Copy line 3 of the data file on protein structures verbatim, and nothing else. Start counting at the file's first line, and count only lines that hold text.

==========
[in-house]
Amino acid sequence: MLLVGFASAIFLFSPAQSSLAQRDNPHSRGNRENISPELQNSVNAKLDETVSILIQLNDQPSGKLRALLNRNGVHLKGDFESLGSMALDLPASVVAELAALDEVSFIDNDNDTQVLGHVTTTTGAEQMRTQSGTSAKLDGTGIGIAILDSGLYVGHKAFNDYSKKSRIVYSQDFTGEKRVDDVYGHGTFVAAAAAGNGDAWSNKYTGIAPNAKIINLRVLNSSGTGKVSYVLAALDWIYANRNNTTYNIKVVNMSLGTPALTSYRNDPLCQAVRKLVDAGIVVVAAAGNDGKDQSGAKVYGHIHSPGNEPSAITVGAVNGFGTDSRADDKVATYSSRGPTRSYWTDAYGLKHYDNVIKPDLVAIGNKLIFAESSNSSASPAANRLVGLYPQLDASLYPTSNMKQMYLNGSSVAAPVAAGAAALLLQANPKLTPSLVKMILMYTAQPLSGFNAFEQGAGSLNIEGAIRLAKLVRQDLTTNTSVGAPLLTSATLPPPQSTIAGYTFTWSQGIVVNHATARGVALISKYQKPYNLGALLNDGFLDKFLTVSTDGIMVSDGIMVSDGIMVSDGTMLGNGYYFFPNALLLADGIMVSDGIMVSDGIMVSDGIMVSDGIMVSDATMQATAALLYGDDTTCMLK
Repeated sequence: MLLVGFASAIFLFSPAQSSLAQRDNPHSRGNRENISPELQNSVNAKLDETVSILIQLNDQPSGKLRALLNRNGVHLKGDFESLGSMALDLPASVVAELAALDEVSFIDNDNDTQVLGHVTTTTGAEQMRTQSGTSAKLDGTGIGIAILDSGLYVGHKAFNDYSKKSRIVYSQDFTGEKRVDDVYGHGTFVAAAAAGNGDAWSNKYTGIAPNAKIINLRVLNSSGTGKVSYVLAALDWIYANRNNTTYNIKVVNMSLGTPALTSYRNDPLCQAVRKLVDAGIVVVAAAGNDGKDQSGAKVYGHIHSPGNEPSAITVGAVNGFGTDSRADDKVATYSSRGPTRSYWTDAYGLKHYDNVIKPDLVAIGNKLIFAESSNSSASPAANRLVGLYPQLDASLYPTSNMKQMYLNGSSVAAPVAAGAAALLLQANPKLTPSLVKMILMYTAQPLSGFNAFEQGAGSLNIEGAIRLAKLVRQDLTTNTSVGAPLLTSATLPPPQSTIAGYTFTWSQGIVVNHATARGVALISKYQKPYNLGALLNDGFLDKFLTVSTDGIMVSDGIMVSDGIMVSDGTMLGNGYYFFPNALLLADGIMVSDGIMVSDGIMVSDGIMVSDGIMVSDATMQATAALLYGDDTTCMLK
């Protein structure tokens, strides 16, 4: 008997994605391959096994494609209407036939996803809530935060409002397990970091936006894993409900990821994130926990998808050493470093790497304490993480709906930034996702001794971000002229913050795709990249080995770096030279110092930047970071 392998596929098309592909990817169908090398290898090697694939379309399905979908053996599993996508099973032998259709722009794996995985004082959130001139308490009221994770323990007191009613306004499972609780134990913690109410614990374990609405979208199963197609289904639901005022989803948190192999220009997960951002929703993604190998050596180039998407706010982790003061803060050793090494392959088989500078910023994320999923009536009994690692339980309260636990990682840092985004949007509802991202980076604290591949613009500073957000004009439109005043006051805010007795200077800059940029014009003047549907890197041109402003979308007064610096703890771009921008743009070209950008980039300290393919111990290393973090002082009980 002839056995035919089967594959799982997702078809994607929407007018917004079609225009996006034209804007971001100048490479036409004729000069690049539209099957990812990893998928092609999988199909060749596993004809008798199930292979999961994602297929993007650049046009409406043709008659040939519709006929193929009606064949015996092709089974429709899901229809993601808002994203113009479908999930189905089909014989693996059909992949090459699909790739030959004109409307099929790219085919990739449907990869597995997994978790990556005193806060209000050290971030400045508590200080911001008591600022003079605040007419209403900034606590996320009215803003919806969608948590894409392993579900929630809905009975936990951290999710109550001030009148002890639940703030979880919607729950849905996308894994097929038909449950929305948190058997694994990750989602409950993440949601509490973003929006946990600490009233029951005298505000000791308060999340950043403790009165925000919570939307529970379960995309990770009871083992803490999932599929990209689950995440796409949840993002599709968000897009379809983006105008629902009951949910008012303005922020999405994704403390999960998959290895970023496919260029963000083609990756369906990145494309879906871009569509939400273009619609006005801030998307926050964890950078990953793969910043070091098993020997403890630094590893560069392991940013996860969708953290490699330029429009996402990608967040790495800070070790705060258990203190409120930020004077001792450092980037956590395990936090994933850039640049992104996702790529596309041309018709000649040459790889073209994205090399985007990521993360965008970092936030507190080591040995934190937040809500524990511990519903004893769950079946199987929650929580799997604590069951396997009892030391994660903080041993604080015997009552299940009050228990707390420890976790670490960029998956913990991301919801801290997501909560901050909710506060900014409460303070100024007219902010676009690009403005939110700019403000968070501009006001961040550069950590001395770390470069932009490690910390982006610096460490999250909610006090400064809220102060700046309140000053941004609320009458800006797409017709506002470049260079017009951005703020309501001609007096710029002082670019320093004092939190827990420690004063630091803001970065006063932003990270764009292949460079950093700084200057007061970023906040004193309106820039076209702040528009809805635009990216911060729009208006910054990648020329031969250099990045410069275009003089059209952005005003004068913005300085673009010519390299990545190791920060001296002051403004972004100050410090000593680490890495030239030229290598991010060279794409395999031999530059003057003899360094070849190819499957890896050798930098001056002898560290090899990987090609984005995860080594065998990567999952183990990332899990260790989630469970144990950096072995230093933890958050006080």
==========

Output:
Repeated sequence: MLLVGFASAIFLFSPAQSSLAQRDNPHSRGNRENISPELQNSVNAKLDETVSILIQLNDQPSGKLRALLNRNGVHLKGDFESLGSMALDLPASVVAELAALDEVSFIDNDNDTQVLGHVTTTTGAEQMRTQSGTSAKLDGTGIGIAILDSGLYVGHKAFNDYSKKSRIVYSQDFTGEKRVDDVYGHGTFVAAAAAGNGDAWSNKYTGIAPNAKIINLRVLNSSGTGKVSYVLAALDWIYANRNNTTYNIKVVNMSLGTPALTSYRNDPLCQAVRKLVDAGIVVVAAAGNDGKDQSGAKVYGHIHSPGNEPSAITVGAVNGFGTDSRADDKVATYSSRGPTRSYWTDAYGLKHYDNVIKPDLVAIGNKLIFAESSNSSASPAANRLVGLYPQLDASLYPTSNMKQMYLNGSSVAAPVAAGAAALLLQANPKLTPSLVKMILMYTAQPLSGFNAFEQGAGSLNIEGAIRLAKLVRQDLTTNTSVGAPLLTSATLPPPQSTIAGYTFTWSQGIVVNHATARGVALISKYQKPYNLGALLNDGFLDKFLTVSTDGIMVSDGIMVSDGIMVSDGTMLGNGYYFFPNALLLADGIMVSDGIMVSDGIMVSDGIMVSDGIMVSDATMQATAALLYGDDTTCMLK